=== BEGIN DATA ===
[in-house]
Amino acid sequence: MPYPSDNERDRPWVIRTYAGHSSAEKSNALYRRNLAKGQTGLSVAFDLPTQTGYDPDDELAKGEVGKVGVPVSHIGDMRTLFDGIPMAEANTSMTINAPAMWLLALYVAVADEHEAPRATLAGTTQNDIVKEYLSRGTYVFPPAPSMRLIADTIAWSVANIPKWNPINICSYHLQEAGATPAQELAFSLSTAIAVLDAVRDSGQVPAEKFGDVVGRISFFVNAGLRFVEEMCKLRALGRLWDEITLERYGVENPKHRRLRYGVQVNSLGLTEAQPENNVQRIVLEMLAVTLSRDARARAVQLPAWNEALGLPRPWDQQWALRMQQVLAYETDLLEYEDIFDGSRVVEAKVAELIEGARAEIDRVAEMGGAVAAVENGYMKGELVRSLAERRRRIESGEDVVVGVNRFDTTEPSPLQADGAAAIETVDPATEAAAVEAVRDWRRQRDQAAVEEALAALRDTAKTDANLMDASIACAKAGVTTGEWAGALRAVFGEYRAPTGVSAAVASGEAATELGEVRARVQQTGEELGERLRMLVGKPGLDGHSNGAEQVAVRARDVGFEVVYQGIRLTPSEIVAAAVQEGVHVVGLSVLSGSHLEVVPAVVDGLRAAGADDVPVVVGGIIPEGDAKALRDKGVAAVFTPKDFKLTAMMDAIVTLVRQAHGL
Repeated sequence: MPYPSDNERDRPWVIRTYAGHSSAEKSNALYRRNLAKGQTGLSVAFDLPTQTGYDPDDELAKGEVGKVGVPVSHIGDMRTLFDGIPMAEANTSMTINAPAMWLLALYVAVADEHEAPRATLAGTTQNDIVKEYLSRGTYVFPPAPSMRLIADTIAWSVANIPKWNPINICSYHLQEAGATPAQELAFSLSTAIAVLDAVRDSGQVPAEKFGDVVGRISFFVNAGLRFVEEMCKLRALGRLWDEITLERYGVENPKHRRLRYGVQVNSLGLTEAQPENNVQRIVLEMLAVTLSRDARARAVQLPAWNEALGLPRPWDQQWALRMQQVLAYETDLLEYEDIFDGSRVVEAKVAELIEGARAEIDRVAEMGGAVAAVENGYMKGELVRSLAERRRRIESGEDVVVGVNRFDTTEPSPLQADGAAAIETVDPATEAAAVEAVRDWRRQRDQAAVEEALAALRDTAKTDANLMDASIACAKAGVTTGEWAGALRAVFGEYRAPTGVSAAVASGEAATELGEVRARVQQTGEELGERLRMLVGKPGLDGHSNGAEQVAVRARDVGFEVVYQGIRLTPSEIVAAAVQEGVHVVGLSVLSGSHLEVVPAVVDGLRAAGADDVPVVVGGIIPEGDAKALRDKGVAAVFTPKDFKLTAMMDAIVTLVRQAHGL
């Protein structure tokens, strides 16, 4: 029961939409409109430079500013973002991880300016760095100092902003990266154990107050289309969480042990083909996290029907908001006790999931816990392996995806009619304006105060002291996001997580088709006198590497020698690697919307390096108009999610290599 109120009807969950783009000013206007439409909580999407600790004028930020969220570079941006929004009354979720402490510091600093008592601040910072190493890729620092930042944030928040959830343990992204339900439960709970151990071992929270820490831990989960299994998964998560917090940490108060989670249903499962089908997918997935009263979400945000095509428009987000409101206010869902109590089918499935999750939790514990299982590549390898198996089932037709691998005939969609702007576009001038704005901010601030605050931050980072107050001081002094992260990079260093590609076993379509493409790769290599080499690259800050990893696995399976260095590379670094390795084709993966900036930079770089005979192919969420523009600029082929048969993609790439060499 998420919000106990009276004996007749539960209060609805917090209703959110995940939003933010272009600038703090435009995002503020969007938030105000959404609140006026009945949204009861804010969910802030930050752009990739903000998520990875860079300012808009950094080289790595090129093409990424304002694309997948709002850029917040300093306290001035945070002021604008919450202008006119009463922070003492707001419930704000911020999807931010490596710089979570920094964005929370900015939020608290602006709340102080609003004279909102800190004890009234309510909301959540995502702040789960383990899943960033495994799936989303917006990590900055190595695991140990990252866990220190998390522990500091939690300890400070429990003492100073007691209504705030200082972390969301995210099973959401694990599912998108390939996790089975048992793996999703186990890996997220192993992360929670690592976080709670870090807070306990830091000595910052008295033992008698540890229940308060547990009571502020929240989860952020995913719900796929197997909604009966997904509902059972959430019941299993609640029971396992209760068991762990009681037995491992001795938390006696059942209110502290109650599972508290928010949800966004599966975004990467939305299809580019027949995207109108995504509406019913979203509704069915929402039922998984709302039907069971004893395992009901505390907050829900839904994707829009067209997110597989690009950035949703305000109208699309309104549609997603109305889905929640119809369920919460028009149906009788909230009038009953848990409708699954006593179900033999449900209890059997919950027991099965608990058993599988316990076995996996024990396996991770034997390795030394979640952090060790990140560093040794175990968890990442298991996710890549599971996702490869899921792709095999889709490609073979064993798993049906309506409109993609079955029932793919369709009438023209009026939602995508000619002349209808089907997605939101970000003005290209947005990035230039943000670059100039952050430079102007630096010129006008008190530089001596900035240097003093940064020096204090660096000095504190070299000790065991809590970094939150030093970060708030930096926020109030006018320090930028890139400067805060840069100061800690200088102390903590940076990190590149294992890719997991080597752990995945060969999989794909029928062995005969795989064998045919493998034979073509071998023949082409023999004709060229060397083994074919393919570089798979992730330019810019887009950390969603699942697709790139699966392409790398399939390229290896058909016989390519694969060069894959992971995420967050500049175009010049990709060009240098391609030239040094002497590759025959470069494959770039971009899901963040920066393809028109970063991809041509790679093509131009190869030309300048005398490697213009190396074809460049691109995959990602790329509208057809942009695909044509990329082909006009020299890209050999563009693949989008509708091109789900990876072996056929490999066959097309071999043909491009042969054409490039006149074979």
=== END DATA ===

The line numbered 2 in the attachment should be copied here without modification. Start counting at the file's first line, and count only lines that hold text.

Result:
Amino acid sequence: MPYPSDNERDRPWVIRTYAGHSSAEKSNALYRRNLAKGQTGLSVAFDLPTQTGYDPDDELAKGEVGKVGVPVSHIGDMRTLFDGIPMAEANTSMTINAPAMWLLALYVAVADEHEAPRATLAGTTQNDIVKEYLSRGTYVFPPAPSMRLIADTIAWSVANIPKWNPINICSYHLQEAGATPAQELAFSLSTAIAVLDAVRDSGQVPAEKFGDVVGRISFFVNAGLRFVEEMCKLRALGRLWDEITLERYGVENPKHRRLRYGVQVNSLGLTEAQPENNVQRIVLEMLAVTLSRDARARAVQLPAWNEALGLPRPWDQQWALRMQQVLAYETDLLEYEDIFDGSRVVEAKVAELIEGARAEIDRVAEMGGAVAAVENGYMKGELVRSLAERRRRIESGEDVVVGVNRFDTTEPSPLQADGAAAIETVDPATEAAAVEAVRDWRRQRDQAAVEEALAALRDTAKTDANLMDASIACAKAGVTTGEWAGALRAVFGEYRAPTGVSAAVASGEAATELGEVRARVQQTGEELGERLRMLVGKPGLDGHSNGAEQVAVRARDVGFEVVYQGIRLTPSEIVAAAVQEGVHVVGLSVLSGSHLEVVPAVVDGLRAAGADDVPVVVGGIIPEGDAKALRDKGVAAVFTPKDFKLTAMMDAIVTLVRQAHGL